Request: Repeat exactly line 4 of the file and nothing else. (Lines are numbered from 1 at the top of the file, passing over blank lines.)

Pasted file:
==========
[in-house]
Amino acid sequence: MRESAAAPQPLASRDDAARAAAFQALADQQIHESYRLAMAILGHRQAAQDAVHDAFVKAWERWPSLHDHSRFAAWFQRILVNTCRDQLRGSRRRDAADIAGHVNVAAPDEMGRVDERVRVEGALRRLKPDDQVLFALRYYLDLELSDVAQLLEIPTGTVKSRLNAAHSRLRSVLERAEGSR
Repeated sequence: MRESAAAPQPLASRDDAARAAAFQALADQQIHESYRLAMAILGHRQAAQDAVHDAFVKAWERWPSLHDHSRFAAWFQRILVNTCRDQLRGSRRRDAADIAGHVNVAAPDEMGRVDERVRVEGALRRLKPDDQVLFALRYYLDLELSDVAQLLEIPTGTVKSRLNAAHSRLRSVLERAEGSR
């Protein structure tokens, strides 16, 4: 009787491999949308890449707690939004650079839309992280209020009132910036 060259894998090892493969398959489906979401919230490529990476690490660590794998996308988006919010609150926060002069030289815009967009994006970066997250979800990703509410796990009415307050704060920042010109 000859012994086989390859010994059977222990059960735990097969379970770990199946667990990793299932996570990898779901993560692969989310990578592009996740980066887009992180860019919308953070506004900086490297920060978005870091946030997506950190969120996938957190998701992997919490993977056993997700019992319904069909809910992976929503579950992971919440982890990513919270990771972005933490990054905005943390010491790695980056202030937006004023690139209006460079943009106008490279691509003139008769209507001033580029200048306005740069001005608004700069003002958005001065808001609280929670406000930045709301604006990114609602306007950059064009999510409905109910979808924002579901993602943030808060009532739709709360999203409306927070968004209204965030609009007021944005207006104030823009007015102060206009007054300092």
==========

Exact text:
């Protein structure tokens, strides 16, 4: 009787491999949308890449707690939004650079839309992280209020009132910036 060259894998090892493969398959489906979401919230490529990476690490660590794998996308988006919010609150926060002069030289815009967009994006970066997250979800990703509410796990009415307050704060920042010109 000859012994086989390859010994059977222990059960735990097969379970770990199946667990990793299932996570990898779901993560692969989310990578592009996740980066887009992180860019919308953070506004900086490297920060978005870091946030997506950190969120996938957190998701992997919490993977056993997700019992319904069909809910992976929503579950992971919440982890990513919270990771972005933490990054905005943390010491790695980056202030937006004023690139209006460079943009106008490279691509003139008769209507001033580029200048306005740069001005608004700069003002958005001065808001609280929670406000930045709301604006990114609602306007950059064009999510409905109910979808924002579901993602943030808060009532739709709360999203409306927070968004209204965030609009007021944005207006104030823009007015102060206009007054300092």